The summer I was thirteen, the year after my mom . . . and everything, it was over a hundred degrees practically the entire month of August, so I used to go to this public swimming pool. All the lifeguards, and lifeguards-in-training, and life-guards-in-training-in-training, and swim team members chattered and gossiped and giggled while I sat on the other side of the pool. I never made a single friend. One day I overheard my foster creature at the time say, “Doesn't it seem like all the other kids at this pool arrived in the same car?”

That, right there, is the story of my life. I feel like the whole rest of the world, with all their brothers and sisters and parents and grandparents and uncles and aunts, arrived in one big car.

I walked.

The neighbor I mentioned earlier, the one who was so psyched about only children? I think he neglected to consider how the whole scenario would look if you didn't have parents.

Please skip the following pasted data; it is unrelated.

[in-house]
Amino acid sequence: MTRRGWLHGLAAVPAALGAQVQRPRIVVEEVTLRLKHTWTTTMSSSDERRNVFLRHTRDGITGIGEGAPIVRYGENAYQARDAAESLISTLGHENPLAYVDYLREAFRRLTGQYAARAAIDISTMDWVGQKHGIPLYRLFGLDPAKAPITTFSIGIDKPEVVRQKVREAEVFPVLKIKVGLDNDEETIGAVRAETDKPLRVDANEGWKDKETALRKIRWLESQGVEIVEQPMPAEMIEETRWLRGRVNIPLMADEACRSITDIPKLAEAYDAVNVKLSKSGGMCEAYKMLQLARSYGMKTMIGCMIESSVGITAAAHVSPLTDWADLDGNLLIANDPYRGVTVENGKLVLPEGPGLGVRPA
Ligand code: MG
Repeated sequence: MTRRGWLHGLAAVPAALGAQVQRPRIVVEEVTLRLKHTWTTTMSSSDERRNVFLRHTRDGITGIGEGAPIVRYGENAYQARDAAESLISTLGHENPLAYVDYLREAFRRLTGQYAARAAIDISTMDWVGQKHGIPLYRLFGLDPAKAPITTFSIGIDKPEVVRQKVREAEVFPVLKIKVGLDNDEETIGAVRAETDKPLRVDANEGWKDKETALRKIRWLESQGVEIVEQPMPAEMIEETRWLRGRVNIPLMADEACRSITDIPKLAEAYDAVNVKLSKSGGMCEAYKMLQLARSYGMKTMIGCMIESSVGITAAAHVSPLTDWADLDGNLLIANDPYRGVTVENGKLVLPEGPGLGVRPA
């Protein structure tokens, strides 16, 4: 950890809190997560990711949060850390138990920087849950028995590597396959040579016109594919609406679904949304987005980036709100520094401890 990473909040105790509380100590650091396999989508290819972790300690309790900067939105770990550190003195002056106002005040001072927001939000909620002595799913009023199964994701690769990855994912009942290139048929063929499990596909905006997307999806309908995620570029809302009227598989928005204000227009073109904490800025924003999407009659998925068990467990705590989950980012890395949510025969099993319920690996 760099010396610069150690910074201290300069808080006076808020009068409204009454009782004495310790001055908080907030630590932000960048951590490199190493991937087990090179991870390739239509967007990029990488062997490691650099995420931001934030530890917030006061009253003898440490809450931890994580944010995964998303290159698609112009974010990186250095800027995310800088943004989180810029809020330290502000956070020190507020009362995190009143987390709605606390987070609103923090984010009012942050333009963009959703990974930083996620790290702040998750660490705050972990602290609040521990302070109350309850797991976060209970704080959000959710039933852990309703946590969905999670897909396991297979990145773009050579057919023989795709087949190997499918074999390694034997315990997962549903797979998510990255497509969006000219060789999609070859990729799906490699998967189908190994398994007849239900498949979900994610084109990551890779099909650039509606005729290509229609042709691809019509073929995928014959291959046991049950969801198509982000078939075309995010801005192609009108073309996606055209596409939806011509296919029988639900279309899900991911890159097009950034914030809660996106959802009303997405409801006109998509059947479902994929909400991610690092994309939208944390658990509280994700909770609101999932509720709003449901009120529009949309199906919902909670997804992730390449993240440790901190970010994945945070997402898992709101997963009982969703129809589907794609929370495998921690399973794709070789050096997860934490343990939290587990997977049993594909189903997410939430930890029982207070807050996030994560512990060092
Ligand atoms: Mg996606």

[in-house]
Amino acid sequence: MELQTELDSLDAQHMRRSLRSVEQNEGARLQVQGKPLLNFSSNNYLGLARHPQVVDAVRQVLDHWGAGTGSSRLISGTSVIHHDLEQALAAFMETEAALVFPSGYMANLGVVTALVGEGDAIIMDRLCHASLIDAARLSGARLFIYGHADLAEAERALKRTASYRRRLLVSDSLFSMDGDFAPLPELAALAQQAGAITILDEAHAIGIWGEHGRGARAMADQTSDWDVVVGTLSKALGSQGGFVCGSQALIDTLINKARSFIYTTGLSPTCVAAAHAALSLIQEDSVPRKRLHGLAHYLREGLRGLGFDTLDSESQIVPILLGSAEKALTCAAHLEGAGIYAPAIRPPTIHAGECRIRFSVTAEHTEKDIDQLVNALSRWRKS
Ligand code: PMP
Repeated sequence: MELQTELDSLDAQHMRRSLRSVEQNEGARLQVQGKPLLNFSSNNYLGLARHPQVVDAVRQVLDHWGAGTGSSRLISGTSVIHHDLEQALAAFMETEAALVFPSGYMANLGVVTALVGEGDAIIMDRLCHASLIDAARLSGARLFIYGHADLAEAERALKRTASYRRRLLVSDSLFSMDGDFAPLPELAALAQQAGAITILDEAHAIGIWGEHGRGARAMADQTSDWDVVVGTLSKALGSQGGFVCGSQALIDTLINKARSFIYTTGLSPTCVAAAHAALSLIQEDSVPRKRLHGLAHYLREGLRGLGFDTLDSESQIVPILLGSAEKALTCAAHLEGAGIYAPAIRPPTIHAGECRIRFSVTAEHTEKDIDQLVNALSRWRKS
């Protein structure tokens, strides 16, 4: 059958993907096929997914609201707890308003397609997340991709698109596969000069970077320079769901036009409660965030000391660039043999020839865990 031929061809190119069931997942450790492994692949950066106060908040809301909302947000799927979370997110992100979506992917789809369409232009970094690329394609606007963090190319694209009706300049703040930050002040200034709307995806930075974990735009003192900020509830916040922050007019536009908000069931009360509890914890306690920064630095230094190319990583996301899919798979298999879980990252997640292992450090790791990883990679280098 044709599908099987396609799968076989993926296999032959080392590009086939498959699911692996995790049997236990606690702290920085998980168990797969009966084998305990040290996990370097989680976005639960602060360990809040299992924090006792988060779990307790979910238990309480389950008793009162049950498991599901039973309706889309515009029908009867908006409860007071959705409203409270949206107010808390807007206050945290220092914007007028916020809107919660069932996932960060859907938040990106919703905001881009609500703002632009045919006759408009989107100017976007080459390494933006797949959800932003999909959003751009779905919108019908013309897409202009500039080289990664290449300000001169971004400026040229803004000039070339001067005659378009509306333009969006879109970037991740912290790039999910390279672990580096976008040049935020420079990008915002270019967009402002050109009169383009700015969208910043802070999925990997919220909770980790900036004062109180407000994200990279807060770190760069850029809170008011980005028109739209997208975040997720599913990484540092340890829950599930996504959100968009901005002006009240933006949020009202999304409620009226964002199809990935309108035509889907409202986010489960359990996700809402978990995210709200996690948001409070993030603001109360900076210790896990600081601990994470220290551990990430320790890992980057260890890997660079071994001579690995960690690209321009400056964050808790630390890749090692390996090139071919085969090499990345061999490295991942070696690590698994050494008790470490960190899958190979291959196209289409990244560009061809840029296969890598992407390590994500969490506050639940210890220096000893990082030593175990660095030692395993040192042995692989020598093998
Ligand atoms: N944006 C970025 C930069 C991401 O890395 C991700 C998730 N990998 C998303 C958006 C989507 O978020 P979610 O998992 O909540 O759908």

the color of fear

Gaia sucked in a few shallow gasps of air, raised a pair of wide, haunted eyes to his, and whispered, “I see dead people. . . .”

Flesh Crawler

“MRS. TRAVESURA?”

At first Ella Niven didn't realize the voice was speaking to her. Then she remembered.
Travesura
was the Spanish word for “mischief.” It was the name she'd given when she'd first made the appointment.

She looked up from her magazine. The stunning Asian receptionist was smiling down at her. “The doctor will see you now.”

Ella nodded. Setting down the magazine, she grabbed her purse and the shopping bag resting beside her chair and followed the woman.

There were several other women in the posh waiting room. All were reading magazines. All were the indeterminate age of the extremely wealthy somewhere between thirty-five and death. Clearly most of them had consulted the plastic surgeon many times before this.